Rebellion is often a single dissatisfaction away. Frustration and agitation are precursors to political and societal upheaval. The act of rebellion requires a disappointment that triggers grief into action. In a world of challenges and conflicts, rebellion is at the door. The question is whether or not rebellion will be holy as it is conceived and as it is waged.
In the Torah, Korach and his followers give us an example of rebellion. Theirs was not a righteous operation. Their failing was to focus on their own disappointment but not on the greater good to be garnered by disobedience. Their uprising was short lived as the earth swallowed them up.
I am writing 50 years after the Stonewall riots. That was a rebellion by gay and trans folk against undeserved and brutal police harassment. Protecting the dignity of human beings is always a holy endeavor. Taking to the streets and raising voices in defiance is holy too.
While individual rights still require our advocacy, 50 years ago few understood the dire threat of climate change. Another wave of protests is now being waged to save our planet. At the forefront in England is a group called the Extinction Rebellion. If international climate agreements and local governments can’t curtail the burning of our planet’s life force, then rebellion is holy and necessary.
Rebellion is not always bad and is not always massive in scale. Sometimes change can happen because of a few dedicated people. Rebellion is more than opposition to a policy or law. Rather, the focus of rebellion is upending a system that is despoiling our society or planet.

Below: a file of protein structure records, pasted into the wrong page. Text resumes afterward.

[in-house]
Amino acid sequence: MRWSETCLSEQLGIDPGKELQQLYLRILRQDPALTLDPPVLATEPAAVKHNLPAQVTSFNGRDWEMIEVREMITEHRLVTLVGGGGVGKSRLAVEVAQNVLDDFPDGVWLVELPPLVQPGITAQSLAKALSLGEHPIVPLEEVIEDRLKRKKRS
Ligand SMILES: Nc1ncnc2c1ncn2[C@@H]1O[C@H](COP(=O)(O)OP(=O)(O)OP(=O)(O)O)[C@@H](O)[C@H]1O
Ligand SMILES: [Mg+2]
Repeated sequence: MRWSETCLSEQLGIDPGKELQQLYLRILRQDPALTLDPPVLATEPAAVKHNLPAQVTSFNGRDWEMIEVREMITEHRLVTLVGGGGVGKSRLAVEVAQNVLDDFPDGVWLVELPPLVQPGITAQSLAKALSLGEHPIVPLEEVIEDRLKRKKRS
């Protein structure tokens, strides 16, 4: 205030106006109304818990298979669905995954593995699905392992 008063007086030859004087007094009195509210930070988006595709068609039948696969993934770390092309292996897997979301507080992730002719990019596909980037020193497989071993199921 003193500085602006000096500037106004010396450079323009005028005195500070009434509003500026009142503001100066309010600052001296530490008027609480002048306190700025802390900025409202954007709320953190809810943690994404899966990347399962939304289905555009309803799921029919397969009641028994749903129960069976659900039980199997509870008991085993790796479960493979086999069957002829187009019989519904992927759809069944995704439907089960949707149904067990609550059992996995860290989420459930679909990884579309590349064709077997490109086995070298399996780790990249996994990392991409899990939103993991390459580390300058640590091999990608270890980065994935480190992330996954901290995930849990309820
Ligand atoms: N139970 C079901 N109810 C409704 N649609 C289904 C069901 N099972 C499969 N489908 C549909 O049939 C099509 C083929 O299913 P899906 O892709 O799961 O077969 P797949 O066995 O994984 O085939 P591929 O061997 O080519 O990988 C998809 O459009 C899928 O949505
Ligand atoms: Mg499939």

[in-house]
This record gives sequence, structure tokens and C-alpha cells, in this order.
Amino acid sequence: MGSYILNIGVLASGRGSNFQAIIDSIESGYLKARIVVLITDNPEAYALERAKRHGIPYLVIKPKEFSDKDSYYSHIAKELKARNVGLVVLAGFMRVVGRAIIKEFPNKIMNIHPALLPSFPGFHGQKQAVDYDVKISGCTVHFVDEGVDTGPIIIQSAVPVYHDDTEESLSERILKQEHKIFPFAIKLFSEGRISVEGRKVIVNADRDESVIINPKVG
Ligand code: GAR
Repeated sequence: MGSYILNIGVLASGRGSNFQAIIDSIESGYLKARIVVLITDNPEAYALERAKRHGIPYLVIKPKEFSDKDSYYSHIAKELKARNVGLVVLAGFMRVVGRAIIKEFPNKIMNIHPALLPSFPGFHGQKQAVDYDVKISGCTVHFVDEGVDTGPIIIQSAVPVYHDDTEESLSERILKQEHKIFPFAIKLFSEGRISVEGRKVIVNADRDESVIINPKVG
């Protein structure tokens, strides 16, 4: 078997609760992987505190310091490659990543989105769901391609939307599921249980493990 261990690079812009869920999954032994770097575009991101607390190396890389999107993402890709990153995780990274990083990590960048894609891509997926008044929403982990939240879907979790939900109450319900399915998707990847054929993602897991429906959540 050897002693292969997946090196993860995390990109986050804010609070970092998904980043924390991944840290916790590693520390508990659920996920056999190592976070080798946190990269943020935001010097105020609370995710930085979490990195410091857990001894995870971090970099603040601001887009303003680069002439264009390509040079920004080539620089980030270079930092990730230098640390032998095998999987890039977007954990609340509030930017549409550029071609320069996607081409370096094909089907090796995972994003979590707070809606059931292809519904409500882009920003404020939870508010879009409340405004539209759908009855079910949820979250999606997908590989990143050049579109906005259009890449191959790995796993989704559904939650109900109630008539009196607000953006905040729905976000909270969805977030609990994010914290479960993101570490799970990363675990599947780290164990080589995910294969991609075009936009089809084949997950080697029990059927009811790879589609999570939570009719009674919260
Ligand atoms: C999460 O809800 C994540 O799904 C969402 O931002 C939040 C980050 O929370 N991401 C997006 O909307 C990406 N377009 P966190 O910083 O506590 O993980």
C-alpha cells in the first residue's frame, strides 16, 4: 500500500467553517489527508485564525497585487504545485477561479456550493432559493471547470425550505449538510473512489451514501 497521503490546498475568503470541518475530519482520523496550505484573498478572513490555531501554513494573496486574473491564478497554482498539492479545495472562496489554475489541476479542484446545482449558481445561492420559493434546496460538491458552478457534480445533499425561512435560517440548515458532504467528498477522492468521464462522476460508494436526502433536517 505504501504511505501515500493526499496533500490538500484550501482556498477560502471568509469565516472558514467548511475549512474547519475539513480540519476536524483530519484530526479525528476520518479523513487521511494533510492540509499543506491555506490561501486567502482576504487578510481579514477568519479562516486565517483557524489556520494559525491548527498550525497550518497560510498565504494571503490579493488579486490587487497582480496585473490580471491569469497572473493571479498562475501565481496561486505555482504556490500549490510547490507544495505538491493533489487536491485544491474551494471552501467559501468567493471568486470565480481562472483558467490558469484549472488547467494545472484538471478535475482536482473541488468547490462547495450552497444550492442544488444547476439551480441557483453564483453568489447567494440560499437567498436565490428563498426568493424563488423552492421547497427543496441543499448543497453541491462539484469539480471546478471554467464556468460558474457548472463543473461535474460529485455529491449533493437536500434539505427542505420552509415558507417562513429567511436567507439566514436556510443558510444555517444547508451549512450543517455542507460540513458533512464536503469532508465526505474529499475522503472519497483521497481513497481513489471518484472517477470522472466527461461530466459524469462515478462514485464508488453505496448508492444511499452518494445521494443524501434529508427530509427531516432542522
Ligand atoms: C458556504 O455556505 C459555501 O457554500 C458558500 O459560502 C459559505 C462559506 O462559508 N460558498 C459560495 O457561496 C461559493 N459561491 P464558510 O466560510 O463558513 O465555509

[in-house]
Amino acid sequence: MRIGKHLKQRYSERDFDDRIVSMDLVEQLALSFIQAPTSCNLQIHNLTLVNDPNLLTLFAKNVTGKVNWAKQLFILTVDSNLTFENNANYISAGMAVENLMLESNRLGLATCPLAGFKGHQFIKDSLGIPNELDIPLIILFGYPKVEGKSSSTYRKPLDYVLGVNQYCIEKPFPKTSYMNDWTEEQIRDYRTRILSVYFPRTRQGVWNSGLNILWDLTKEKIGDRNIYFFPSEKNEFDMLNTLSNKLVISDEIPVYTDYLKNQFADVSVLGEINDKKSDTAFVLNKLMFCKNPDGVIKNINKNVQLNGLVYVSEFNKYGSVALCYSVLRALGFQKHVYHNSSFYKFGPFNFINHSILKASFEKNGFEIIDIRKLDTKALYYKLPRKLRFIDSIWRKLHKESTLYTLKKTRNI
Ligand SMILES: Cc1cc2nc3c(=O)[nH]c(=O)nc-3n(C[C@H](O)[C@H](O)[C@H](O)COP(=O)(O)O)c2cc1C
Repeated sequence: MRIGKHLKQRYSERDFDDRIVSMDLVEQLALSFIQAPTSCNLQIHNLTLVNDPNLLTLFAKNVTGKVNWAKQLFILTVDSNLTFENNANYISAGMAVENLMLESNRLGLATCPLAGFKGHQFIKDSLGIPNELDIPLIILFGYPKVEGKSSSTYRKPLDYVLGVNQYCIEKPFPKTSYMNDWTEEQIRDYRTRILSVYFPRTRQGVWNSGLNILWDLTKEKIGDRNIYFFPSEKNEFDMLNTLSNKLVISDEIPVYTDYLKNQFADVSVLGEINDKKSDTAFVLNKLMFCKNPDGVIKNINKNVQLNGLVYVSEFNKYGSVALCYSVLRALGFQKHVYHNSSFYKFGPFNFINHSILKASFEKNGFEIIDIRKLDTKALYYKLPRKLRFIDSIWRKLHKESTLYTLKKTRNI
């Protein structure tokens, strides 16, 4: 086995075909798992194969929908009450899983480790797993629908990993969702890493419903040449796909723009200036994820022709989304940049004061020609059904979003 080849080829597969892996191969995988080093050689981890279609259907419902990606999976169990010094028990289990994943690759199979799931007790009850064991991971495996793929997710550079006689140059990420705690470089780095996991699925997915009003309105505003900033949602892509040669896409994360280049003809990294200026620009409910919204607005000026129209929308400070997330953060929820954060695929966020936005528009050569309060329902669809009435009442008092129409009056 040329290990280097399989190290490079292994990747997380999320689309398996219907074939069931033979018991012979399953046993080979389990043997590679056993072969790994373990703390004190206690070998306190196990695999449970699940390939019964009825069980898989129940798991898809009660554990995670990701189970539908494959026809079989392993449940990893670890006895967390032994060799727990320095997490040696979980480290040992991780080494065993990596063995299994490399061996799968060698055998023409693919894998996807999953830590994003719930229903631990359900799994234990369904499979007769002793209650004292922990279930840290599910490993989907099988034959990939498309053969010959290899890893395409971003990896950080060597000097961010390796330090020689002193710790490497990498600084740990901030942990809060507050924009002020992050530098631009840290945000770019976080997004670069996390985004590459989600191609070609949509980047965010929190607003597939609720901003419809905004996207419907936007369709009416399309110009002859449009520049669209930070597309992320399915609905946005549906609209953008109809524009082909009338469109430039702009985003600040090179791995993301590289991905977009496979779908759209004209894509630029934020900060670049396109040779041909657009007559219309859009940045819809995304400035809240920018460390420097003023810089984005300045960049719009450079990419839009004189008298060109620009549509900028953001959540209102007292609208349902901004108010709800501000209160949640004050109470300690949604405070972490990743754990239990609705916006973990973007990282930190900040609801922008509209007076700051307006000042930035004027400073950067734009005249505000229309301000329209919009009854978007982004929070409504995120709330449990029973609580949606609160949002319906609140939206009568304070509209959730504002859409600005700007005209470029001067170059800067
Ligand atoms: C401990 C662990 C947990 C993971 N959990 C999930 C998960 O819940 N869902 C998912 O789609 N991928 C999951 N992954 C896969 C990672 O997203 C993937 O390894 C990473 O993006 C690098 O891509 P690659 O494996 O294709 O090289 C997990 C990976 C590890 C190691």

Given the grave concern most of us share for civil rights, immigrants denied safe passage, unabated gun violence and the rising seas of climate change, I wonder why so few of us take to the streets in rebellion. Is it because we have benefitted from the courage of small groups who have previously brought about great change? Or haven’t we sufficient personal dissatisfaction to forego Netflix and get out into the streets?
I don’t pretend to speak for anyone but myself. I am frustrated and I am agitated but I am not a leader of rebellion, yet. Perhaps I am too comfortable and too far from the tipping point of dissatisfaction that would propel me into action.
This I know. On the High Holidays, I’ll have to atone for the rebellion I did not wage. The final stage of full atonement is to return to the situation in which the sinful behavior occurred and act more appropriately. Which means next year, should be a year in which I join the rebellion. In this case, unless we act resolutely, the earth will swallow us up for our failure to be good advocates.
R’ Evan J. Krame.